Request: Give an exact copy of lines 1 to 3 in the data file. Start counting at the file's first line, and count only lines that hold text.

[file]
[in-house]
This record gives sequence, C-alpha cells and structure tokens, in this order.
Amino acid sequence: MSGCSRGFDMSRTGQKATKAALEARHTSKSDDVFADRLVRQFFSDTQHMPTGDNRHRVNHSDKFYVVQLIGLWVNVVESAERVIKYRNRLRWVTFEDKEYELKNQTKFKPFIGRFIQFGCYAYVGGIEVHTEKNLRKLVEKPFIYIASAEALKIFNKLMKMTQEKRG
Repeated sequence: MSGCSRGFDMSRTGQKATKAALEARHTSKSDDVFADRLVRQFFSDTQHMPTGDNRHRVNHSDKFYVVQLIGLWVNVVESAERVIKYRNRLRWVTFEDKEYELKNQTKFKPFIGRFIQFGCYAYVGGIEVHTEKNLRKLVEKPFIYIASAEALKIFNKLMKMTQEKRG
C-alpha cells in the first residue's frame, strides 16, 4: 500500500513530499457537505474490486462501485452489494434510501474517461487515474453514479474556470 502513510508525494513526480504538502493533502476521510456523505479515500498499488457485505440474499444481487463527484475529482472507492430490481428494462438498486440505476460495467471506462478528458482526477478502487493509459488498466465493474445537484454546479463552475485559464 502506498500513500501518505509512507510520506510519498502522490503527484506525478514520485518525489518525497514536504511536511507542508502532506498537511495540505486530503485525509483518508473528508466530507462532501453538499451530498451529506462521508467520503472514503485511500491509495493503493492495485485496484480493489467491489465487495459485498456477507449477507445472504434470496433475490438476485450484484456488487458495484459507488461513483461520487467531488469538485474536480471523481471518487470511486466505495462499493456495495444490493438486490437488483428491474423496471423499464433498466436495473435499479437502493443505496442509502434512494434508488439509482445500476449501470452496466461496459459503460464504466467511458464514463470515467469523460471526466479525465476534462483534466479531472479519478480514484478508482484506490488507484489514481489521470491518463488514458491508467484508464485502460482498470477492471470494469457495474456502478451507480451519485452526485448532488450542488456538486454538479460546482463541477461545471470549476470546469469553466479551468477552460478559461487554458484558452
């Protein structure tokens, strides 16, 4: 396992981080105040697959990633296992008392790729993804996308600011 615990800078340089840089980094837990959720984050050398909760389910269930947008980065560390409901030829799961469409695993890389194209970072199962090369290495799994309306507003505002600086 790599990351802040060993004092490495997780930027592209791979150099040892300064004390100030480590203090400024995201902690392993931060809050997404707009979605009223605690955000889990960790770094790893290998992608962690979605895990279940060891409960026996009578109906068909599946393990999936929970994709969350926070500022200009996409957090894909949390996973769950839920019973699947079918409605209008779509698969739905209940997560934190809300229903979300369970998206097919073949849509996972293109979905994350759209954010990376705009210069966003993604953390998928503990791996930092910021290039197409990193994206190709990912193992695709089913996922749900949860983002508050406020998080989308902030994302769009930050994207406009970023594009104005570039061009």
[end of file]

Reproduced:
[in-house]
This record gives sequence, C-alpha cells and structure tokens, in this order.
Amino acid sequence: MSGCSRGFDMSRTGQKATKAALEARHTSKSDDVFADRLVRQFFSDTQHMPTGDNRHRVNHSDKFYVVQLIGLWVNVVESAERVIKYRNRLRWVTFEDKEYELKNQTKFKPFIGRFIQFGCYAYVGGIEVHTEKNLRKLVEKPFIYIASAEALKIFNKLMKMTQEKRG